A gray wolf hunting season has been temporarily shut down in some areas north of Yellowstone National Park as of Monday, December 10 because a number of collared wolves have been killed.

Montana’s wildlife commissioners voted 4 to 1 to approve the closures, just days before the start of the trapping season, which is scheduled to begin Saturday, December 15. The ruling by the commission shuts down both hunting and trapping in areas east and west of Gardiner, near Yellowstone National Park.

Yellowstone officials said at least five Yellowstone wolves that wore tracking collars for scientific research were harvested by hunters in recent weeks in Montana, Idaho, and Wyoming. Commissioner Dan Vermillion was the only one who voted against closing the areas because he said there is no evidence that the take of these specific wolves is damaging long-term species viability.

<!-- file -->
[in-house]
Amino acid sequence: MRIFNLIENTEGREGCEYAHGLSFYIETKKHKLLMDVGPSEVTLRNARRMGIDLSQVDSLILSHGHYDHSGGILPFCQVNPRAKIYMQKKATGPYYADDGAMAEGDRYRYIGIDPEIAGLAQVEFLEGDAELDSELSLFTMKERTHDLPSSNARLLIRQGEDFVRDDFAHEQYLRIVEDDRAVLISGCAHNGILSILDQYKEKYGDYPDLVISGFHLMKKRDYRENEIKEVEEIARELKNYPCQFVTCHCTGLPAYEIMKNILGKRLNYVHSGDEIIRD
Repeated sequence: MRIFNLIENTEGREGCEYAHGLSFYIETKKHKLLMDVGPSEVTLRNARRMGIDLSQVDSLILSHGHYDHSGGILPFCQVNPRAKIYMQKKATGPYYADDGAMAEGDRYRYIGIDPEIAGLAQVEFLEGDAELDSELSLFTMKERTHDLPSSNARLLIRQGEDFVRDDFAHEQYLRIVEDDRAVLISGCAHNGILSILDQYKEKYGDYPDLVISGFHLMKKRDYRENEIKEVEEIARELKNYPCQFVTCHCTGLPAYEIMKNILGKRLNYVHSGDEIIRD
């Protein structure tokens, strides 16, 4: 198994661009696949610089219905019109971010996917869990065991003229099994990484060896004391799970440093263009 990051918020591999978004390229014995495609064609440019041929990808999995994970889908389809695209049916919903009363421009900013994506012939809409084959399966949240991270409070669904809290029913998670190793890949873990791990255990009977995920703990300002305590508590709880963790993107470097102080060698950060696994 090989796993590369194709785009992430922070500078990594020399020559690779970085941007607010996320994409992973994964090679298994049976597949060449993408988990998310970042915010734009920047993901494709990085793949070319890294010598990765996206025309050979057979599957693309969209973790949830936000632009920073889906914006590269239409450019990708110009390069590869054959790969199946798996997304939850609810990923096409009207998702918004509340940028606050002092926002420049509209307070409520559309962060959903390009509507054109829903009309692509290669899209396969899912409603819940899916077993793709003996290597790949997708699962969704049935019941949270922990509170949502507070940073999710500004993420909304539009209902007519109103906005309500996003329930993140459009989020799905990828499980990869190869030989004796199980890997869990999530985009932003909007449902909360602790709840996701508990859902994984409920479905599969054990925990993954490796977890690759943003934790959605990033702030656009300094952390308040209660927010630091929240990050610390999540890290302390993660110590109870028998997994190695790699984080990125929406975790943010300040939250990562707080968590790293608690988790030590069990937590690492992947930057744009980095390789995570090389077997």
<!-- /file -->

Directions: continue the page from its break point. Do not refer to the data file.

Four other Yellowstone collared wolves originally from the park, but now living outside of it, were harvested as well.

One of the collared wolves shot was one of Yellowstone’s most popular wolves for wildlife watchers. The six-year-old alpha female wolf, known as 832F, of the Lamar Canyon pack, was shot on Thursday.

Commissioner Shane Colton was one of the commissioners to vote for the closure. He believes that using collars is a way not only to study the animals, but to manage their numbers as well.

“That is an area where we feel we are at significant risk of losing more collared wolves,” Colton told the Associated Press, referring to the areas which are now closed to wolf hunting.

Colton mentioned that officials will discuss the creation of a buffer zone around the park during a commission meeting on Monday. Some have been calling for a permanent and extensive buffer zone around the park.

Although Yellowstone scientists say the species’ population is not in immediate danger, Fish, Wildlife and Parks Commission chairman Bob Ream said they are halting the hunt because of the collared wolf situation.

“It seems to be kind of a compromise,” Ream told the AP.

Image from U.S. Fish & Wildlife Service on the flickr Creative Commons

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